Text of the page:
I’d love to hear your thoughts on all this. Simply click on the title of this post, scroll down to the bottom and leave a message in the comment box.

Happy Chinese New Year!

Hope you’ll stop by again real soon!

Dragons And Unicorns And Trolls, Oh My!

Possible Classroom Concepts: Language Arts – Folktales And Fairy Tales (Mythical Creatures), Literature

Social Studies – Countries Around The World (Mythical Creatures), Geography

Mathematics – Geometry, Numbers (Nine)

Possible Art Concepts: Art History – Raphael’s “Saint George And The Dragon“,  “The Unicorn in Captivity” (From The Unicorn Tapestries), “The Nine Dragons Scroll

Paintings, Tapestries, Scrolls, Illustrations

Mythical creatures seem to be popping up all around. There are the Fantastic Beasts and Where to Find Them, the Trolls and A Monster Calls movies. Soon there will be dragons dancing through the streets celebrating the Chinese New Year. I even saw a beasties scavenger hunt for kids at a recent visit to the Samurai Exhibit, at the Frist Center for the Visual Arts in Nashville TN. (Samurai helmets and swords are embellished with fantastic creatures to inspire the warrior and invoke fear in the enemy.) Incorporating these mythical creatures into your lessons could just spark the interest of some otherwise ambivalent students. Different mythical creatures have been a part of folklore worldwide since ancient times. You can find lists of different mythical creatures here and here. For a Social Studies Map unit, students could use a mythical creatures interactive map found  here. Find more examples of mythical creatures on my Pinterest page.

 Raphael’s “Saint George and the Dragon”           Unicorn in Captivity” (from the  Unicorn                                                                                                Tapestries)                                                                                                             

In my teaching days, I often incorporated mythical creatures from the above two artworks and the “Nine Dragons”scroll found here. I always kept visuals of Saint George and the unicorn around while helping my third graders illustrate their original fairy tales. Raphael’s dragon was in the fourth graders Language Arts textbook and they studied Japan in Social Studies. So, for a few years I’d introduce Western and Eastern dragons. The two cultures view the creatures in very different ways. The Western culture sees dragons as evil, but the Eastern culture reveres the dragon. The two kinds of dragons also look very different.  Read more about them here. I would then have students invent their own dragons. I also included the study of mythical creature gargoyle sculptures when talking about an  “Extreme”  city wildlife theme. Check out more about this lesson here.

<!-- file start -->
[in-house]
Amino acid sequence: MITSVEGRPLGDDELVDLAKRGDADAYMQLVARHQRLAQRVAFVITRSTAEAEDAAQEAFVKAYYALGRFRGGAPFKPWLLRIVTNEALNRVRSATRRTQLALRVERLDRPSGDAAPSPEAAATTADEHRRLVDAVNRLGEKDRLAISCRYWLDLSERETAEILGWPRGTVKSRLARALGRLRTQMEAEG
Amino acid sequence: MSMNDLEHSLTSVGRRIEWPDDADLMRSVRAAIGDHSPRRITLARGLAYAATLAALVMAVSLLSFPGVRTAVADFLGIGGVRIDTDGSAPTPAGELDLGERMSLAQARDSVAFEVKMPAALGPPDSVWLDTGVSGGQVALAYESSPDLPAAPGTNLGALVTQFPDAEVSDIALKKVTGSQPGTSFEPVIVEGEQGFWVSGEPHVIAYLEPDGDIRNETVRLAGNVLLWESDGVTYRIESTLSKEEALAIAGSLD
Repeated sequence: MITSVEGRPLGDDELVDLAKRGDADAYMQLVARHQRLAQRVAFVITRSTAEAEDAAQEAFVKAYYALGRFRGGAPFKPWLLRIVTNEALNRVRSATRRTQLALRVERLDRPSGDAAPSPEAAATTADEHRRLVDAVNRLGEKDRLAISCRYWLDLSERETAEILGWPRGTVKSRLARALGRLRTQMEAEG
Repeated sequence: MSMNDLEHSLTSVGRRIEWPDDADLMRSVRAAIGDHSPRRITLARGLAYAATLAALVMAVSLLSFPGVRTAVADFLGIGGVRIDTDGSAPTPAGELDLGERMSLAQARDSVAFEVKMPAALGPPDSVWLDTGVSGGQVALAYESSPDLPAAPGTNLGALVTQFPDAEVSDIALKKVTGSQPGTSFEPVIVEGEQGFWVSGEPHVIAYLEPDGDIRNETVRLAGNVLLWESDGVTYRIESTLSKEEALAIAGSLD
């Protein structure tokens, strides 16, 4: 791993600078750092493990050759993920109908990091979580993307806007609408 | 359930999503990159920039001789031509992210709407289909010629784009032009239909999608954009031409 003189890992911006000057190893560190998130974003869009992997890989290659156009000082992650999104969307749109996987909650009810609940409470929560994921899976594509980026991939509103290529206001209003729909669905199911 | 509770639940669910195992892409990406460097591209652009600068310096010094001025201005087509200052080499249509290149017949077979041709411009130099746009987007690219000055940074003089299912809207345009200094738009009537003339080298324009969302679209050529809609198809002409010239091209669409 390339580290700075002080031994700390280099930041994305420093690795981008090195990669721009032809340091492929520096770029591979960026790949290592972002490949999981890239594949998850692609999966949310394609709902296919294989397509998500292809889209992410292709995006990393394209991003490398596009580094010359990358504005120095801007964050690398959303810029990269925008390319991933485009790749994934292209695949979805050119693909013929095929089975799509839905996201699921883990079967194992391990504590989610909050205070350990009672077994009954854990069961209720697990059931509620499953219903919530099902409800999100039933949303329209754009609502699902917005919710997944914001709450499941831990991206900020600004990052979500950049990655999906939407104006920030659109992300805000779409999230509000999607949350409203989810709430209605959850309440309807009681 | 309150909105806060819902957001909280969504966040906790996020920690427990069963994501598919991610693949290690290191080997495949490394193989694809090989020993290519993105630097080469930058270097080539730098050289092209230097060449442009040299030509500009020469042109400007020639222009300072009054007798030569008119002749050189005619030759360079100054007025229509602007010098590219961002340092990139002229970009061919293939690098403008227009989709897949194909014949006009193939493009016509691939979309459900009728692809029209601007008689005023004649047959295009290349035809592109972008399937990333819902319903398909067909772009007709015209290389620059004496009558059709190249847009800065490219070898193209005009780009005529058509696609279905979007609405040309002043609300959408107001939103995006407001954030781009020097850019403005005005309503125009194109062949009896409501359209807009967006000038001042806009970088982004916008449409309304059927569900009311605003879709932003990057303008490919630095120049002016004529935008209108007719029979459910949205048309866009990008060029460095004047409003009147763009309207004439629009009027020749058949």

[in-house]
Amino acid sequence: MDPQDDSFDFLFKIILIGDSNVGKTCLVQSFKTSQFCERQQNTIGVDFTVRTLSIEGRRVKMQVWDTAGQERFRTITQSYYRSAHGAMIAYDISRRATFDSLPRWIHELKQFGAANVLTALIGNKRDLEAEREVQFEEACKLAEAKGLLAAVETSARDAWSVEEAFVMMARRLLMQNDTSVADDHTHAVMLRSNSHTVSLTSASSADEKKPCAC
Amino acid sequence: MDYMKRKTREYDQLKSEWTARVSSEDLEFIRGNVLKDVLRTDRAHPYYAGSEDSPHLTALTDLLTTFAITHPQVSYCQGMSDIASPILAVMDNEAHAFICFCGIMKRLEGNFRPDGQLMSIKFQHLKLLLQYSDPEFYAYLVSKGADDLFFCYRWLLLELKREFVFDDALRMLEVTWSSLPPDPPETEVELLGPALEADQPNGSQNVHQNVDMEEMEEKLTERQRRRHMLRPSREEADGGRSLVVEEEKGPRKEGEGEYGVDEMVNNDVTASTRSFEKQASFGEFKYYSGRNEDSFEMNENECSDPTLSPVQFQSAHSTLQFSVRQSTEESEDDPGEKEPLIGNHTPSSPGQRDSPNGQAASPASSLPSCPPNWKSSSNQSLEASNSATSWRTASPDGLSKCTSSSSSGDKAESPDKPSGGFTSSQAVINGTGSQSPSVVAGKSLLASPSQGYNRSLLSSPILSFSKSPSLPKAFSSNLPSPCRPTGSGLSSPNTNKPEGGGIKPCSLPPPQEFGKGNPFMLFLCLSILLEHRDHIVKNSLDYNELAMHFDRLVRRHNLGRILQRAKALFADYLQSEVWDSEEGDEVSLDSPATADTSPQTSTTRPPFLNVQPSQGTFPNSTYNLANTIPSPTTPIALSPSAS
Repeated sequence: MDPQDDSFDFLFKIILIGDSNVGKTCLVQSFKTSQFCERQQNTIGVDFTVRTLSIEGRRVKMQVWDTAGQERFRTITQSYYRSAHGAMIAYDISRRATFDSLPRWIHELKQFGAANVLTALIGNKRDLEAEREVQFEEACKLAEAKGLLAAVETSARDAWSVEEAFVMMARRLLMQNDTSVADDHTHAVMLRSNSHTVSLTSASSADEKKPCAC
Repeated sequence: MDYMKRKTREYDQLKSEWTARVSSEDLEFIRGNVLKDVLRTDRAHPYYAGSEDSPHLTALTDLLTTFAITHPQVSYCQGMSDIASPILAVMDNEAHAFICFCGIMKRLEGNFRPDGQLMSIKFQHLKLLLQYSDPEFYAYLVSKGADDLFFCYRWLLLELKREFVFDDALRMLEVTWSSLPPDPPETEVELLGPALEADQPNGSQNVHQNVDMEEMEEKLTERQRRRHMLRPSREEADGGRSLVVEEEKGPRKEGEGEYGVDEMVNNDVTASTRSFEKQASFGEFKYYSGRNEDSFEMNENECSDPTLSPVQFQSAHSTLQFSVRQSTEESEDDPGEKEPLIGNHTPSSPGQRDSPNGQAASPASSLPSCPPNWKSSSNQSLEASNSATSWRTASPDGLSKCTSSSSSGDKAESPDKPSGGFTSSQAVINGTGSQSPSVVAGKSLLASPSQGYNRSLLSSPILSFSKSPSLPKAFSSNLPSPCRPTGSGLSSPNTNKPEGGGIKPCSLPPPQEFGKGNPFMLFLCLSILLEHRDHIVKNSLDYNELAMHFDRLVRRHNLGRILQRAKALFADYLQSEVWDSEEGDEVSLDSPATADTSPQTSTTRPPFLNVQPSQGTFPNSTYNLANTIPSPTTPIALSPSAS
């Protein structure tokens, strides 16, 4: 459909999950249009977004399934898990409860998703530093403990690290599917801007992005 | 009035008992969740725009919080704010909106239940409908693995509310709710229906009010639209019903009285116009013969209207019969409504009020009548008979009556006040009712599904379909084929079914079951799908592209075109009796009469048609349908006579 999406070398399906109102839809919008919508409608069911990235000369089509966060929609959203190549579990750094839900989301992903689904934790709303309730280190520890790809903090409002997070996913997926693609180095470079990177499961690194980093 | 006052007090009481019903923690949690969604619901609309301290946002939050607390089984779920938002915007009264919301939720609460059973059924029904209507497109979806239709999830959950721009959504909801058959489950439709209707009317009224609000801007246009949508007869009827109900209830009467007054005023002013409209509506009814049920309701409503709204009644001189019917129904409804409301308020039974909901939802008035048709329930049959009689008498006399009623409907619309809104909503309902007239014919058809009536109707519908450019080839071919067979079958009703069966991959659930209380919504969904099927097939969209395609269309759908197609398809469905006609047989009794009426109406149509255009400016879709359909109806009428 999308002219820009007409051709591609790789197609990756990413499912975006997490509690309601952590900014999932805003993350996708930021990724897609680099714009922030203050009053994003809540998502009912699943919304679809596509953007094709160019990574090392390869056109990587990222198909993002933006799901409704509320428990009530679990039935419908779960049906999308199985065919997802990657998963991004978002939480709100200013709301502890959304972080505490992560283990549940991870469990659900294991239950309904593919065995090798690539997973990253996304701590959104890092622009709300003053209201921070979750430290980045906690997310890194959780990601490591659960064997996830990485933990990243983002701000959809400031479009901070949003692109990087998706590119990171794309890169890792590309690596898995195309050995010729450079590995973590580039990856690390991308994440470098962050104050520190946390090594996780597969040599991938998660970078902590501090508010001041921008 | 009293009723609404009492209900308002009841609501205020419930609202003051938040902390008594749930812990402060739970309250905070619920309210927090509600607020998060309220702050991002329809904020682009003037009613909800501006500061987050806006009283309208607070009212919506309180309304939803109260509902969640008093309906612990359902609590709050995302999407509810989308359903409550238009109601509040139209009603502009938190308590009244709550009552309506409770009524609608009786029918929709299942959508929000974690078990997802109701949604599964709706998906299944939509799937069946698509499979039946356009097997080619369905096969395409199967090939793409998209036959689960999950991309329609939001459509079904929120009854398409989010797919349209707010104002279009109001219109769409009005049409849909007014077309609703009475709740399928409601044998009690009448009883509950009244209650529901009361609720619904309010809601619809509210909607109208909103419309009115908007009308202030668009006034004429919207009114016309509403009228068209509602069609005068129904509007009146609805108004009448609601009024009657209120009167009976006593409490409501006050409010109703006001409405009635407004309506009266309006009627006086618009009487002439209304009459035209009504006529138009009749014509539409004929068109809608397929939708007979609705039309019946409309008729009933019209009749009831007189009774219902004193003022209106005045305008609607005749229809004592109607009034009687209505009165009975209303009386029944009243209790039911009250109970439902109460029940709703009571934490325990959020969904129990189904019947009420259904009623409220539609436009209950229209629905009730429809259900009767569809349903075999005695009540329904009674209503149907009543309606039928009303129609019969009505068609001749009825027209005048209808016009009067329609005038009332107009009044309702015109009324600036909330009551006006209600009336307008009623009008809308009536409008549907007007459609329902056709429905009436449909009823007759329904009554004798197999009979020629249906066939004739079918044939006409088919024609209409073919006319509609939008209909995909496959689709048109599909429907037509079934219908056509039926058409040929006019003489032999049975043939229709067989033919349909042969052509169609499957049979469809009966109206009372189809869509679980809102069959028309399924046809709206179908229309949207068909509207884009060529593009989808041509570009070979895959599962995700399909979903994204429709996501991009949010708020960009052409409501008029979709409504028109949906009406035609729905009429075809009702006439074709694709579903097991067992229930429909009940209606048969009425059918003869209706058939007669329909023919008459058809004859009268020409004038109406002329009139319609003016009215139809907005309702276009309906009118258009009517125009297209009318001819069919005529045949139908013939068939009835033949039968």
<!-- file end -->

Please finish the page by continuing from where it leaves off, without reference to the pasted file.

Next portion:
In my investigations for this post, I found some excellent lessons correlating with Language Arts and Mathematics. Eastern dragons are made up of many different animal parts. Look here and here to find lessons where mythical creatures can be made from an amalgamation of different animals. I read in the popup book, LEONARDO DA VINCI, by A.& M. Provensen that da Vinci actually built a creature out of the parts of lizards, toads, bats and other animals. He then used the creature as a model for a painted shield. Talk about an amalgamation creature! The excellent website, EDSITEment, has a comprehensive mythical beast lesson found here.  This teacher actually combines a mythology lesson with a math lesson. Love it!

Whether studying different cultures around the world or not, mythical creatures can also be shared at Literature time. Jan Brett, one of my all time favorite author/illustrators,  writes books set in different countries. The Trouble With Trolls was written after a trip to Norway. You can learn more about trolls and Norwegian architecture in Brett’s letter to her readers here. Even Eric Carl has written a book entitled Dragons, Dragons and Other Creatures That Never Were. The illustrations are perfect for primary students, but the text is more suitable for intermediate students. The EDSITEment lesson mentioned above also includes a nice list of mystical creature Literature books to share with your students.

So, whether in a Social Studies, Language Arts and/or Mathematics unit, I hope you will include these wonderful creatures somewhere in your teaching. A good time will be had by all!

Have you taught lessons including mystical/ mythical creatures? If so, I’d love to hear how. Simply click on the title of this post, scroll down to the bottom and leave a message.

Hope to see you all again soon!